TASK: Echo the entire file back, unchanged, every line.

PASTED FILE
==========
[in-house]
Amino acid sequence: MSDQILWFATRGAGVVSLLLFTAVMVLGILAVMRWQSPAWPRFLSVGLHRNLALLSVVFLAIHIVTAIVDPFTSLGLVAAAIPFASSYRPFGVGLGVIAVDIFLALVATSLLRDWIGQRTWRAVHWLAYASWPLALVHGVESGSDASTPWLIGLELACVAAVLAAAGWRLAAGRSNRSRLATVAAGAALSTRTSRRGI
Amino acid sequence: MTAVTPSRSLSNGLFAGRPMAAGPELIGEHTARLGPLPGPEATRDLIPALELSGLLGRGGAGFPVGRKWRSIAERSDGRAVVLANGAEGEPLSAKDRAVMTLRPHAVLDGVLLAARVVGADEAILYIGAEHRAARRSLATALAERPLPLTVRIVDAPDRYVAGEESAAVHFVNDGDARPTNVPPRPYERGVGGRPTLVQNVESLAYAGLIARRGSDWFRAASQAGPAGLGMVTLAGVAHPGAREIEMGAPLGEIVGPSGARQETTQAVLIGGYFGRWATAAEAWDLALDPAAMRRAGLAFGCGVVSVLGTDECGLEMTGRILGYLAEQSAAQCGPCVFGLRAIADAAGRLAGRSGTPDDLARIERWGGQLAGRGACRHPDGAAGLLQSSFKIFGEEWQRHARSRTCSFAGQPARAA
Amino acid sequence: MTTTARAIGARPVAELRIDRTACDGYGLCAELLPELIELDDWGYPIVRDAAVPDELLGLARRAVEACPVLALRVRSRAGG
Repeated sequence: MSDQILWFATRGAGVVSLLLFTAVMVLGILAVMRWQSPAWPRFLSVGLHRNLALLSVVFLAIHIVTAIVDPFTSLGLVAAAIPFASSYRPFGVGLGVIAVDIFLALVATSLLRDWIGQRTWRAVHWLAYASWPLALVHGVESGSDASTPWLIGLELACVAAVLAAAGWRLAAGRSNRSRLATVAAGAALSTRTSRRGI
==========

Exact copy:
[in-house]
Amino acid sequence: MSDQILWFATRGAGVVSLLLFTAVMVLGILAVMRWQSPAWPRFLSVGLHRNLALLSVVFLAIHIVTAIVDPFTSLGLVAAAIPFASSYRPFGVGLGVIAVDIFLALVATSLLRDWIGQRTWRAVHWLAYASWPLALVHGVESGSDASTPWLIGLELACVAAVLAAAGWRLAAGRSNRSRLATVAAGAALSTRTSRRGI
Amino acid sequence: MTAVTPSRSLSNGLFAGRPMAAGPELIGEHTARLGPLPGPEATRDLIPALELSGLLGRGGAGFPVGRKWRSIAERSDGRAVVLANGAEGEPLSAKDRAVMTLRPHAVLDGVLLAARVVGADEAILYIGAEHRAARRSLATALAERPLPLTVRIVDAPDRYVAGEESAAVHFVNDGDARPTNVPPRPYERGVGGRPTLVQNVESLAYAGLIARRGSDWFRAASQAGPAGLGMVTLAGVAHPGAREIEMGAPLGEIVGPSGARQETTQAVLIGGYFGRWATAAEAWDLALDPAAMRRAGLAFGCGVVSVLGTDECGLEMTGRILGYLAEQSAAQCGPCVFGLRAIADAAGRLAGRSGTPDDLARIERWGGQLAGRGACRHPDGAAGLLQSSFKIFGEEWQRHARSRTCSFAGQPARAA
Amino acid sequence: MTTTARAIGARPVAELRIDRTACDGYGLCAELLPELIELDDWGYPIVRDAAVPDELLGLARRAVEACPVLALRVRSRAGG
Repeated sequence: MSDQILWFATRGAGVVSLLLFTAVMVLGILAVMRWQSPAWPRFLSVGLHRNLALLSVVFLAIHIVTAIVDPFTSLGLVAAAIPFASSYRPFGVGLGVIAVDIFLALVATSLLRDWIGQRTWRAVHWLAYASWPLALVHGVESGSDASTPWLIGLELACVAAVLAAAGWRLAAGRSNRSRLATVAAGAALSTRTSRRGI